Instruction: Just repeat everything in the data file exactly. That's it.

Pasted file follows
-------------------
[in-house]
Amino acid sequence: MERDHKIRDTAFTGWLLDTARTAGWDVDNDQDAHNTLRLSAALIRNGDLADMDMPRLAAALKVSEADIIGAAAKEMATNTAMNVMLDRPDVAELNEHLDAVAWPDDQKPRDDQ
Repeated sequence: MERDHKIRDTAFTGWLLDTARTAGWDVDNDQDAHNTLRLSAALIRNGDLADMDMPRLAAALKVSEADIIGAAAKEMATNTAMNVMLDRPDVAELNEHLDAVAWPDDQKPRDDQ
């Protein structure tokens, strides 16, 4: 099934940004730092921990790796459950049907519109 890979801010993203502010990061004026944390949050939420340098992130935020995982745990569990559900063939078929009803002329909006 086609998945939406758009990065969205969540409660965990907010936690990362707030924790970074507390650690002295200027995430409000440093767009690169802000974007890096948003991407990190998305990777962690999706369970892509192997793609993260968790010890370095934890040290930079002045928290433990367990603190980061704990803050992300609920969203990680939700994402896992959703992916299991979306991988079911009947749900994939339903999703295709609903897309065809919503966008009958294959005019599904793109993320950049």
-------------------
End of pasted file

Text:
[in-house]
Amino acid sequence: MERDHKIRDTAFTGWLLDTARTAGWDVDNDQDAHNTLRLSAALIRNGDLADMDMPRLAAALKVSEADIIGAAAKEMATNTAMNVMLDRPDVAELNEHLDAVAWPDDQKPRDDQ
Repeated sequence: MERDHKIRDTAFTGWLLDTARTAGWDVDNDQDAHNTLRLSAALIRNGDLADMDMPRLAAALKVSEADIIGAAAKEMATNTAMNVMLDRPDVAELNEHLDAVAWPDDQKPRDDQ
């Protein structure tokens, strides 16, 4: 099934940004730092921990790796459950049907519109 890979801010993203502010990061004026944390949050939420340098992130935020995982745990569990559900063939078929009803002329909006 086609998945939406758009990065969205969540409660965990907010936690990362707030924790970074507390650690002295200027995430409000440093767009690169802000974007890096948003991407990190998305990777962690999706369970892509192997793609993260968790010890370095934890040290930079002045928290433990367990603190980061704990803050992300609920969203990680939700994402896992959703992916299991979306991988079911009947749900994939339903999703295709609903897309065809919503966008009958294959005019599904793109993320950049």